#IndexAwards2004: Mordechai Vanunu, Special Award


Mordechai Vanunu

Mordechai Vanunu was granted Index on Censorship’s Special Award in 2004 for his work as a whistleblower on Israel’s nuclear programme. While working as a nuclear technician for the Israeli government in the 1980s he was sentenced to 18 years in prison for exposing their possession of nuclear weapons to the Sunday Times.

In April 2004 he was released and has since been fighting for his right to leave Israel – the foundational condition of Vanunu’s release from prison was a prohibition on leaving the country. In addition, he is prohibited from contacting embassies or having any interaction with foreigners that has not been pre-approved by Israeli officials. Shortly after his release he unsuccessfully applied for asylum in Norway, Ireland and Sweden. He has been rejected asylum status numerous times since it is not legally possible to apply for asylum in a country without physically being there. Essentially, so long as the prohibition on leaving Israel remains, he cannot meaningfully seek asylum.

Israel’s High Court has had a central role in determining Vanunu’s fate since 2004. In 2008 24 influential Norwegian lawyers signed the “Norwegian Lawyer’s Petition for Vanunu”. In September of the same year the eighth petition calling for Vanunu’s conditions to be lifted was rejected by the High Court. And less than 2 months ago Vanunu was convicted of violating the terms of his release by meeting with two US citizens in 2013 without permission from the authorities. He is to appear in court for sentencing this month.

This is only the latest struggle in the past 30 years of Vanunu’s life, after he first leaked photos of Isreali nuclear production plants to the Sunday Times in 1986. Vanunu’s struggle for freedom has not gone unnoticed by the world. He has been nominated for the Nobel Peace Prize every year since 1987. In 2010 the International League for Human Rights sent open letters to Benjamin Netanyahu seeking Vanunu’s free release. In 2015 Vanunu said that he had no desire nor even any means of spilling more secrets on Israel’s nuclear programme. He stated that he simply wants to join his wife, theology professor Kristin Joachimsen, in Norway. In the same year the Campaign for Nuclear Disarmament wrote to the Guardian calling for a vigil to be held outside of the Israeli Embassy in London in honour of Vanunu’s birthday.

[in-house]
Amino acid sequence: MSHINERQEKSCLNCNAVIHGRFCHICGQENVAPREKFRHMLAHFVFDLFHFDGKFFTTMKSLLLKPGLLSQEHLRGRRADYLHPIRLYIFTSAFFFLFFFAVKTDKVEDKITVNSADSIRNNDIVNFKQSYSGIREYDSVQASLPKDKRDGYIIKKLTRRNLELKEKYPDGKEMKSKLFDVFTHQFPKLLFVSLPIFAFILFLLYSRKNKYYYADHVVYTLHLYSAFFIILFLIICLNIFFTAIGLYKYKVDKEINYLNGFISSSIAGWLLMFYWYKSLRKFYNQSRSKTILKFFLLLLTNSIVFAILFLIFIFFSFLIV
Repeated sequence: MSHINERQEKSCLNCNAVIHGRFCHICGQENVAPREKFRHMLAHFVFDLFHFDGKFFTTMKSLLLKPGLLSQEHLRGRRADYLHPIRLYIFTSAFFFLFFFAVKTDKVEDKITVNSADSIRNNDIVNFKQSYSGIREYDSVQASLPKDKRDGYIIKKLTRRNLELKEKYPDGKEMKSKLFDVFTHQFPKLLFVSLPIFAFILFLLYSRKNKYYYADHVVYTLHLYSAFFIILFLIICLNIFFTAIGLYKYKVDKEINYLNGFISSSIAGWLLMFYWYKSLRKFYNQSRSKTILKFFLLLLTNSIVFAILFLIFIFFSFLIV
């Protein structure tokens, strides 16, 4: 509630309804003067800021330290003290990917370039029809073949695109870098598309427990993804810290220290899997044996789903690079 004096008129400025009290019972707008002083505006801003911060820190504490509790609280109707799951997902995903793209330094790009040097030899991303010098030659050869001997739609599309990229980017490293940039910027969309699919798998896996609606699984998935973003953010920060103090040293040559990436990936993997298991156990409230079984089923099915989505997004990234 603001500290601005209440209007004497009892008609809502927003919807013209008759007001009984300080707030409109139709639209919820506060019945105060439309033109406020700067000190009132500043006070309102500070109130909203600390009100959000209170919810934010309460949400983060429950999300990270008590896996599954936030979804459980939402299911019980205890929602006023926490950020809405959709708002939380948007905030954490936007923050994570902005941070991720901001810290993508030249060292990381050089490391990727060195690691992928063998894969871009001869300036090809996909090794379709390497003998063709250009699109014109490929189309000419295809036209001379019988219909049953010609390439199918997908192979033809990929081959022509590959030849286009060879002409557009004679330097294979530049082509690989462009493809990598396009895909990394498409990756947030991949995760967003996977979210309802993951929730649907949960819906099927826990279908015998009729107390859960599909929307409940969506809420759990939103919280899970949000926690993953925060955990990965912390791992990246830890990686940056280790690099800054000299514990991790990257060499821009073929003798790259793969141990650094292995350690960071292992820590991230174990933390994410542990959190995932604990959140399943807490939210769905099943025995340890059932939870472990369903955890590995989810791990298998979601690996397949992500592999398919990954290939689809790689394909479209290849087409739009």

However, there may be hope. In October 2015 Vanunu appealed the terms of his release to the Israeli Supreme Court, and in January this year he shared on Facebook that the Supreme Court would rule on his appeal in the coming month. On March 3, 2017, Vanunu wrote: “We are now waiting for the Supreme Court decision, it could be anytime soon. And it could be good or nothing, I am used to all this for 31 years, 1986-2017. Freedom must come.”

Fionnuala McRedmond is a member of Index on Censorship’s Youth Advisory Board. She graduated last June from the University of Cambridge with a degree in Classics. She is now studying for a MSc in Political Theory at the London School of Economics.[/vc_column_text][/vc_column][/vc_row][vc_row][vc_column width=”1/2″][vc_single_image image=”85476″ img_size=”full” alignment=”center” onclick=”custom_link” link=”https://www.indexoncensorship.org/2016/11/awards-2017/”][/vc_column][vc_column width=”1/2″][vc_column_text]

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